about to upgrade my MacOs - what about Mail?
yesterday I did a disk image of my entire hard drive
I plan to upgrade to El Capitan but then remembered my mail - I use Thunderbird and a private email program - so I download my incoming mail to my hard drive - do I need to do anything else before upgrading?
that is, when I restore with the disk image will my mail be there as well?
is there anything else I need to know about the mail aspect before upgrading my MacOs??
If you are doing a clean install and then restoring your files, I would use the Migration Assistant. It should restore all of your personal documents which should include Thunderbird email but I use Apple Mail so I can't say for sure. Even if it doesn't you can always copy them off of the backup drive later so you shouldn't loose anything but I'm guessing that when Migration Assistant moves Thunderbird as an application, it will move it's data files with it (which are your emails).
It may depend on the way you handle email. For example, if you are working with Thunderbird, you may still be using POP protocol. IF you are, and IF you set your email settings to DELETE your email when you retrieve it, all your email is on your local drive, and PROBABLY is unrecoverable. But try the utility that John recommends.
IF your email is on your server, and you DID NOT choose to delete after downloading, you should be able to just connect to the server and it SHOULD download all your emails. It might take a while, but it will do it.
If you have been using IMAP protocol, then that leaves the mail on the server and simply will mirror your emails to your new system.
Since I'm not in front of your machine, I can't tell you what will work. I usually use Teamviewer to log into my clients and take a look around, before trying any major upgrade.
All in all, be sure your backup is good before starting the upgrade.
Words to the wise.
I'm using POP so it's deleted from the server -
I've archived mail before when replacing hard drives, so can I do the same thing this time?
*also* wtf does that mean "be sure your back up is good?" omfg - why wouldn't it be?
how do I make sure it's good? I saw it on the drive I copied it to - what do I do to check it?
*also* after the upgrade - what's next? I thought I just copied the disk image over and opened it and voila everything is done - is that too naive?? no???
Right. So as to your email what's on your computer and your backup is it.
Sorry to worry you, I only meant to double check that your backup worked.
If you have done it before when changing drives, you should be good to go on this.
You mention a "clone" of the drive. A clone is a complete replica with the old OS. It won't be an upgrade. If you clone a drive, and then reinstall the clone you get your current OS, not the new one, even if you installed the new one on the drive.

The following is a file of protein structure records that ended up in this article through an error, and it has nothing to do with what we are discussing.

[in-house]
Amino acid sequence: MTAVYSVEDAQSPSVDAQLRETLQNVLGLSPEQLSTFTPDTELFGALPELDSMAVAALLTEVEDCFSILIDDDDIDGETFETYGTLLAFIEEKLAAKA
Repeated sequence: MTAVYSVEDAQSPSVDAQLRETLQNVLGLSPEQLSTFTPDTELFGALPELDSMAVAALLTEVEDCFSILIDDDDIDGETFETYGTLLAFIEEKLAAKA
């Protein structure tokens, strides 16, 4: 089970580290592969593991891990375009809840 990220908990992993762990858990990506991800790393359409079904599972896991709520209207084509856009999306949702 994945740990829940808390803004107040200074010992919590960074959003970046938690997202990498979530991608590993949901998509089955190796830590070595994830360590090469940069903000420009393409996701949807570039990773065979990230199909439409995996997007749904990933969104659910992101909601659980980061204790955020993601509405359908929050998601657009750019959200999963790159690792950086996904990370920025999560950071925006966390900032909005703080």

You need to do a *time machine* backup of the current drive, then (after checking your mail is there) do the upgrade. The TM is a file by file backup. Thats' why you can go back and see your entire directory system.
You didn't specify if you are going to erase the drive and install a complete new system, or do an over the top upgrade.
If you do a complete wipe and install, use Time Machine to get what you need after upgrading.
If you do an over the top upgrade you might not need to do much, other than possibly have to reinstall some of the apps or reenter their serial numbers.
Does the make it more clear?
when I changed hard drives in the past, I only backed up data and re-installed the apps
I've never used Time Machine and really didn't plan on doing that. I thought the disc image would copy back onto my machine regardless of what os was on here.
that is, I thought I'd just download the OS (El Capitan is the one I'm planning on installing), install it, and yes, I would assume my drive would be wiped out so that's when I thought I'd be opening the disk image I copied and just re-copy everything onto the new OS.
Does it not work this way?
the way I am now understanding it, the disk image brings the old OS along with it? then wtf is the point of making it in the first place.....arghhhhh
browsing the info about Time Machine just now, it appears I can select what is to be copied? is that correct? would I be able to just copy my entire drive? I thought that was what the disk image did - but whatever - which is better?
then when I do a restore to the upgraded mac os - everything will copy over - but now the new q is does it matter about the older os on the Time Machine copy? that's not going to interfere, or reinstall itself, right?
wow. so glad to have asked these questions! appreciate the clarification - !